Friday, 1 June 2012

M/M Manet in Black at Museum of Fine Arts, Boston

Image Edouard Manet (French, 1832–1883) 23.1325 The Races PDP 1865–72 Crayon lithograph on chine collé. Gift of W. G. Russell Allen. Property of MFA Boston. All rights reserved.

Manet in Black
February 18October 28, 2012
Mary Stamas Gallery

This exhibition will celebrate Édouard Manet’s achievements as a graphic artist. Known as the painter of modern life and father of Impressionism, he was also a gifted printmaker and draftsman, among the most daring and impressive of the 19th century. A selection of some 50 prints and drawings from the MFA’s collection, including important recent acquisitions, will form the core of the exhibition. The majority of works will be by Manet, along with complementary prints and drawings by related artists, including Rembrandt and Degas. Appreciation of Manet’s strikingly modern use of black will unify the exhibition, as it spans a variety of subjects, techniques, and styles from throughout his career. The exhibition draws upon the MFA’s strong Manet collection, recently enhanced by the acquisition of an impression of one of his most successful early etchings, La Toilette (1861), as well as the promised gift of two etchings. The exhibition will also showcase Manet’s rarely viewed lithographs, considered to be among the finest in the history of the medium. Etchings of historical and modern subjects will also be accompanied by delicate and compelling illustrations for the poetry of Charles Cros and Stephane Mallarmé.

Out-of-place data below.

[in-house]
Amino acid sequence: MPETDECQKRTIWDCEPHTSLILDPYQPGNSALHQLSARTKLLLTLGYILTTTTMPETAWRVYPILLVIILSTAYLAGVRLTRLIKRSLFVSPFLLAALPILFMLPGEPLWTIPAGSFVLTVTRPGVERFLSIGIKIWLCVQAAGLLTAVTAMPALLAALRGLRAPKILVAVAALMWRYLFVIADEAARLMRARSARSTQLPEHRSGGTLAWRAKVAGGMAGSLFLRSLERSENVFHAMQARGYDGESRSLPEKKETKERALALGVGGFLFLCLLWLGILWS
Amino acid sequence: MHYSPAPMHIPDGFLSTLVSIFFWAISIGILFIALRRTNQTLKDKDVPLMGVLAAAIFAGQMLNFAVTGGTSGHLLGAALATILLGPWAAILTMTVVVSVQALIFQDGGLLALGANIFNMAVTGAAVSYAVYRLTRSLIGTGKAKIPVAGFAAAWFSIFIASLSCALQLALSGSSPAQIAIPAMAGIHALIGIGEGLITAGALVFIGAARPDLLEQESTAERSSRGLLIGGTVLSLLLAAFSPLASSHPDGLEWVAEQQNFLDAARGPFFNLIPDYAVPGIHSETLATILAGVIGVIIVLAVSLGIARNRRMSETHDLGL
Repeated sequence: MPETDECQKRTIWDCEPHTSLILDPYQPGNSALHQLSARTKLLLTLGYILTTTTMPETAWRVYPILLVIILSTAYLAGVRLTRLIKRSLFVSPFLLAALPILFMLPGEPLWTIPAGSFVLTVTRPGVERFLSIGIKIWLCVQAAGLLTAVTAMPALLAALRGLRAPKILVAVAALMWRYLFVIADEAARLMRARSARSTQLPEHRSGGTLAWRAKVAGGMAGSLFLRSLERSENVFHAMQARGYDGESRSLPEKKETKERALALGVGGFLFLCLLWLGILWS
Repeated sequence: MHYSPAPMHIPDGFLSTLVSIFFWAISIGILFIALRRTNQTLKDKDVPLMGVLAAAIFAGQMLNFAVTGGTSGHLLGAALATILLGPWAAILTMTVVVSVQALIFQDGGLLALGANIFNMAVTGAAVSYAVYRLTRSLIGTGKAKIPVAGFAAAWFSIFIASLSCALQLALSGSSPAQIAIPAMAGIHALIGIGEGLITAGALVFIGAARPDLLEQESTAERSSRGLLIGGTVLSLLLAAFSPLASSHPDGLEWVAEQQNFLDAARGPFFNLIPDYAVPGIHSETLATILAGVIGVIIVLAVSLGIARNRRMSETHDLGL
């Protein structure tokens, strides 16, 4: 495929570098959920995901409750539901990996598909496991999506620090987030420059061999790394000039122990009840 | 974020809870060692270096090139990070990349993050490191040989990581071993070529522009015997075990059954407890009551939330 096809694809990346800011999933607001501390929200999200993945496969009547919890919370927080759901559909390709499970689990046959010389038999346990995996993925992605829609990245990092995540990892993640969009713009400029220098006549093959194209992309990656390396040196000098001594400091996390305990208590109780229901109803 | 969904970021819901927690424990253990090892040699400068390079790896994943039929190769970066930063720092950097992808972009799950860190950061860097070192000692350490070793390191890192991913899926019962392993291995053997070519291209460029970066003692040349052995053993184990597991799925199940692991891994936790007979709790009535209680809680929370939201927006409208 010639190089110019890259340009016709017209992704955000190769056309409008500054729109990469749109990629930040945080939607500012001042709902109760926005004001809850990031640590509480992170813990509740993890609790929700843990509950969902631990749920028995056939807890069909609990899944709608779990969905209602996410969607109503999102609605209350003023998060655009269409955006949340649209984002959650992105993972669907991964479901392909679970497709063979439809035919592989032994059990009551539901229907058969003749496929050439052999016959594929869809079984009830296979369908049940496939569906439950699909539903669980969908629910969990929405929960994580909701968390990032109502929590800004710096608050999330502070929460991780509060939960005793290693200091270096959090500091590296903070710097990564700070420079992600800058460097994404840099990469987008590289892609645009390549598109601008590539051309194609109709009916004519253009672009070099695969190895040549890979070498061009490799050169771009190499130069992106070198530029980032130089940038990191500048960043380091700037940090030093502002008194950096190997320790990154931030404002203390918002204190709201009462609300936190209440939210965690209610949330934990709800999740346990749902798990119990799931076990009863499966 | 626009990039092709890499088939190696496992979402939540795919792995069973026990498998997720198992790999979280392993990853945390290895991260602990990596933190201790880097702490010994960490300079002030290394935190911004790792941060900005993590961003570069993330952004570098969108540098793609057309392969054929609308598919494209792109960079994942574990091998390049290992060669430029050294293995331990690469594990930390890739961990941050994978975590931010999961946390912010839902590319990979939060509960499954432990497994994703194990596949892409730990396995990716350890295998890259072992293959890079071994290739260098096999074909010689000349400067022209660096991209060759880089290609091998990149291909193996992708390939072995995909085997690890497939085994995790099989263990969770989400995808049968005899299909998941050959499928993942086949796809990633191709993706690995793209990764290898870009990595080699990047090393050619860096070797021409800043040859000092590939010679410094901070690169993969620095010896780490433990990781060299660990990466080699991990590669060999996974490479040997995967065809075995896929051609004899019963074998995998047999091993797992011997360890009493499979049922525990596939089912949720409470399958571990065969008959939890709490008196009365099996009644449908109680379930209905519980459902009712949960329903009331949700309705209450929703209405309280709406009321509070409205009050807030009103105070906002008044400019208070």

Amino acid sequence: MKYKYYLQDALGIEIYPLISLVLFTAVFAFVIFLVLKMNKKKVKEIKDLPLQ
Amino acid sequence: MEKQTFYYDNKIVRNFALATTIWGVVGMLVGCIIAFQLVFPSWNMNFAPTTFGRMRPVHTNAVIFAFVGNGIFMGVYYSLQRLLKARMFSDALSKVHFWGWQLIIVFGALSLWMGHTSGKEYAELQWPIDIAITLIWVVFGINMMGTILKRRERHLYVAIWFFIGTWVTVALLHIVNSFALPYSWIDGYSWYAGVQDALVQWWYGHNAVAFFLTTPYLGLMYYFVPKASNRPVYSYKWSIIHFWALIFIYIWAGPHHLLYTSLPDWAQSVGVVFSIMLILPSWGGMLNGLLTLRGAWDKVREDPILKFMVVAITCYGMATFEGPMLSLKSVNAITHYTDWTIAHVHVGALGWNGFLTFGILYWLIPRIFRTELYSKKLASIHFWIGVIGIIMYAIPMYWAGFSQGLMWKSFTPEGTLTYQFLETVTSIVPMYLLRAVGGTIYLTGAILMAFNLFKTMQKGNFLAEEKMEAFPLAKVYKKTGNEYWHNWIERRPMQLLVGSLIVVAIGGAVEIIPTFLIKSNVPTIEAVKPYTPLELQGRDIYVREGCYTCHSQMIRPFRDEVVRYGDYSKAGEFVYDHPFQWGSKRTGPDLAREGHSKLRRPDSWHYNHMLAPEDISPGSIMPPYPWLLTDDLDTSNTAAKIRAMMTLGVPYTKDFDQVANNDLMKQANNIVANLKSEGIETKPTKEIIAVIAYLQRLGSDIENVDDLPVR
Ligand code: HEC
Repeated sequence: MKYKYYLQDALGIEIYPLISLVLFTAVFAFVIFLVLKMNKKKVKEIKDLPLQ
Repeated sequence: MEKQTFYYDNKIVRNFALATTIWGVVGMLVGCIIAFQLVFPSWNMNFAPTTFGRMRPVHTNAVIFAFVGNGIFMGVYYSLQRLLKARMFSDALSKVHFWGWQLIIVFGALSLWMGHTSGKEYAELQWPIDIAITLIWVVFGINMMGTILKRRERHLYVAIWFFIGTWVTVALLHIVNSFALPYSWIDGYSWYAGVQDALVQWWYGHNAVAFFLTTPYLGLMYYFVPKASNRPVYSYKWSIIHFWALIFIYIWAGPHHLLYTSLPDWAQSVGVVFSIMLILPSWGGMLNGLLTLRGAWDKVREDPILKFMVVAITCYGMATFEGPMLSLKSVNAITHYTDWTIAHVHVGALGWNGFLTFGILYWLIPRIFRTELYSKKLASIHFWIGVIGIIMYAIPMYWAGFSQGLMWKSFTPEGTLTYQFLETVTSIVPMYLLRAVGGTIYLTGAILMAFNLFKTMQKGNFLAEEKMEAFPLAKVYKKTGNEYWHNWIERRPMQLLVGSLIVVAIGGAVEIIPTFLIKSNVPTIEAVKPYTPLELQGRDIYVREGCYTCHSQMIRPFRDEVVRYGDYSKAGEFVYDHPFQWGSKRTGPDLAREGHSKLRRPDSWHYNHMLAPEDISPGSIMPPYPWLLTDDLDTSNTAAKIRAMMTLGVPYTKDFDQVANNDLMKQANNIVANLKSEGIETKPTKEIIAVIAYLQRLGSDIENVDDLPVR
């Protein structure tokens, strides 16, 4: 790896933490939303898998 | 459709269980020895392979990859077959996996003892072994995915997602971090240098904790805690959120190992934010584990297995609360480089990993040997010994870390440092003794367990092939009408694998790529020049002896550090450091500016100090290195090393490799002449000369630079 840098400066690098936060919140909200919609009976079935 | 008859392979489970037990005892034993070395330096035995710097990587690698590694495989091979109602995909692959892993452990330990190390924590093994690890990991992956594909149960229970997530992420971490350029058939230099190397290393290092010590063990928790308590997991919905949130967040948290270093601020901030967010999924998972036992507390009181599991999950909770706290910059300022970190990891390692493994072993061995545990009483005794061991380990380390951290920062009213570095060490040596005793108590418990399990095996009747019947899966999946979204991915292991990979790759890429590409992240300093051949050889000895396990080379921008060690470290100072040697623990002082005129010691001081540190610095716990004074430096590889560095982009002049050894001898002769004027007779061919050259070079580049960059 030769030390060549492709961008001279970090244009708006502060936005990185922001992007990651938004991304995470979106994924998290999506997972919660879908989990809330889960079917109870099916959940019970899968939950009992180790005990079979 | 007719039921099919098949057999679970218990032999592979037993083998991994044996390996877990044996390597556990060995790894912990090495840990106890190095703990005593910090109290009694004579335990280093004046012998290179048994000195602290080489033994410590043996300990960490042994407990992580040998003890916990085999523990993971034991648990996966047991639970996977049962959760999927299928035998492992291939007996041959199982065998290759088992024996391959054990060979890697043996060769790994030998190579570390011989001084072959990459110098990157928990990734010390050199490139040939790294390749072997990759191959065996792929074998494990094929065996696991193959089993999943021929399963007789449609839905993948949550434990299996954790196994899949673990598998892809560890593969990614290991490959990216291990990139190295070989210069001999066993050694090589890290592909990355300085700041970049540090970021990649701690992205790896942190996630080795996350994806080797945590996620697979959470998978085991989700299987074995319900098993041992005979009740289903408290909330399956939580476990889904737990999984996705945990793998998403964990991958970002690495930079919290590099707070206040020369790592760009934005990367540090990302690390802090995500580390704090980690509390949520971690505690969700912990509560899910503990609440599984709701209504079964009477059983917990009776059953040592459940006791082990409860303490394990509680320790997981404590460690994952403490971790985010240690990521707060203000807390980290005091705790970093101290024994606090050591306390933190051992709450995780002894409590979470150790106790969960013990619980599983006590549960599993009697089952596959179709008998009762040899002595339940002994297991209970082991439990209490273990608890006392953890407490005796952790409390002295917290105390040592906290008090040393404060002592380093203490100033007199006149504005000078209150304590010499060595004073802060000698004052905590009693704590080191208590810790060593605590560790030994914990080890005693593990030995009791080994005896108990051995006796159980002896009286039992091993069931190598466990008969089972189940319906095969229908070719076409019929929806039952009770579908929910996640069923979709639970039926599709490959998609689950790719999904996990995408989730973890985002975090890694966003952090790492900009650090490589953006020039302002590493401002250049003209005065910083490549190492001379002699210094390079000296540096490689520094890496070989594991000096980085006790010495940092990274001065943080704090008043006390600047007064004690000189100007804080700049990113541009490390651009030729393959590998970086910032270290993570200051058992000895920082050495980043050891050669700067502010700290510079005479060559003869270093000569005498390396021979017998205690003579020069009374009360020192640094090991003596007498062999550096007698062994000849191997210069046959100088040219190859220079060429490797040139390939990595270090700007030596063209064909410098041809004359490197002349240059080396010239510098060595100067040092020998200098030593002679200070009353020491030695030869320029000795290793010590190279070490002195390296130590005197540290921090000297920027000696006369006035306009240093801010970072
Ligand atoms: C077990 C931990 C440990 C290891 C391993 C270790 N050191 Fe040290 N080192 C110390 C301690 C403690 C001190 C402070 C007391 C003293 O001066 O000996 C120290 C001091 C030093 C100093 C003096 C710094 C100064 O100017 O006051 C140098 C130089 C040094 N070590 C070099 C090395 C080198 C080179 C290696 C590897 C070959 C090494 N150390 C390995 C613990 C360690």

Curatorial Concepts

Charles Baudelaire described black as the color of the nineteenth century; it was a fundamental color of modern attire and modern art, of men’s suits and of sketches executed quickly in the street. Manet was a master in the use of black, asserting his bold and subtle imprint on a range of subjects, from exotic Spanish dancers to the horses and spectators at a thrilling Paris racetrack. He was also a dandy, a sophisticated and fashionable connoisseur of urban life dressed in a chic black coat, whose experimentations with the latest artistic and cultural currents produced extraordinary—yet seemingly effortless—results. Manet’s participation in the Etching Revival, his interest in Japanese art, his challenge to the legacy of the Old Masters, his response to controversial political events, his appreciation of the pleasures and problems of modern Paris, and his sensitive collaborations with poets are themes explored in the exhibition that will deepen understanding of Manet and, in many cases, challenge assumptions about this much admired artist.